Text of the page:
On the morning of December 19, a powerful Nigerian business executive was surprised to find agents from the Economic and Financial Crimes Commission at his doorstep. The arrest of Innocent Ifediaso Chukwuma made headlines across Africa; as international news bureaus picked up on the story, many people were surprised to learn about Innoson, an automaker proud to be 100 percent African.
Economists often remark that operating an international airline and manufacturing vehicles are two signs that a country is on the right path towards development. Innoson Vehicle Manufacturing has been in operation for about eight years. The company is the realization of Mr. Chuckwuma’s personal dream to one day see gleaming, African-made vehicles on the road instead of a glut of European and Asian used cars, known as “tokunbo” in Nigeria.
Mr. Chukwuma started off manufacturing motorcycles with Asian parts more than three decades ago. His initial venture was successful enough to progress into car manufacturing. These days, Innoson is a bona fide African brand that has rolled out more than 10,000 new automobiles manufactured in a plant located in Nnewi, a major industrial center in the southwestern state of Anambra.
Nearly three quarters of all parts used to build Innoson models are produced in Nigeria; the rest are imported from Asia and Germany, which is a common practice in the auto manufacturing sector. The company employs 7,000 people and distributes its cars to more than 20 African countries. The Innoson models range from sedans to SUVs and from pick-up trucks to passenger vans. The company also manufactures the model 5000 bus for public transportation.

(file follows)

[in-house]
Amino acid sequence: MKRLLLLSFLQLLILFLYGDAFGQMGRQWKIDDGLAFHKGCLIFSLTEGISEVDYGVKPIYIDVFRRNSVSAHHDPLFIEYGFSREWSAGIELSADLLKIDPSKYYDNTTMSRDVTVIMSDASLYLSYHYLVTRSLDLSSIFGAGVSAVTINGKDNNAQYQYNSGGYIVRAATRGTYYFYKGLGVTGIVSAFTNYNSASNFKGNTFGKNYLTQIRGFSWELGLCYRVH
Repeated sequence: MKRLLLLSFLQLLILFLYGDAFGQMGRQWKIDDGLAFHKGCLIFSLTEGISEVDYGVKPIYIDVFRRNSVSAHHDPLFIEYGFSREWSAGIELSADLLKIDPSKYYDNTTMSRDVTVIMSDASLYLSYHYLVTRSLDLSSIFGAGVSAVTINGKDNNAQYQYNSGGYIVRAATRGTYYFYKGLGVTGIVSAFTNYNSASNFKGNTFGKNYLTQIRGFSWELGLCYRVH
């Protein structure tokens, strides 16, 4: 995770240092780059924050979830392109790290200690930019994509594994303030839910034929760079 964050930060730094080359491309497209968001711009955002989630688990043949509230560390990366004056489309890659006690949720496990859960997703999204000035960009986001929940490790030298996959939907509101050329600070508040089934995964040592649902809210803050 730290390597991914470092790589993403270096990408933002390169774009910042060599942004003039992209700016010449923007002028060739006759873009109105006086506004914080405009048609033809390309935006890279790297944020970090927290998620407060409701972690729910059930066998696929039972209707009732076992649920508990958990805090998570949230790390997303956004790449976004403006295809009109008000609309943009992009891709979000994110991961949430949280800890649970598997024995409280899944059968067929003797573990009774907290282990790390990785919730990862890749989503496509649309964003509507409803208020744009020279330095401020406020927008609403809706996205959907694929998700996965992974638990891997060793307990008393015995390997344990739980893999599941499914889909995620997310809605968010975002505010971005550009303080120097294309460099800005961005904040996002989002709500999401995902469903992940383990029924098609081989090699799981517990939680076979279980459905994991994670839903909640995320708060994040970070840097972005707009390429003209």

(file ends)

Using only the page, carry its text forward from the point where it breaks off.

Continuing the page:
In early December 2017, Innoson announced its plans to manufacture a new model that will compete against the sizable tokunbo market of Asian compact cars across Africa. The new car will be unveiled in January, and it will feature certain perks such as air conditioning and a dynamic automatic transmission gearbox.
Although Innoson has achieved considerable success due to lack of competition in the Continent, the company has faced major challenges insofar as trying to find a “sweet spot” in a market where many buyers will prefer tokunbo because that is what most drivers can realistically afford.
The aforementioned arrest of Mr. Chukwuma apparently stems from a long-running dispute with a major Nigerian bank that claims his company falsified documents for the purpose of getting tax breaks from Nigerian revenue collectors. Some business analysts in the country believe that the feud between GTBank and Mr. Chukwuma is more personal since the financial institution has been steadily increasing the service fees it collects from financing deals extended to Innoson. The analysis in social media is different as many Nigerians believe that Mr. Chukwuma has political ambitions that have attracted the attention of GTBank executives who may have similar goals.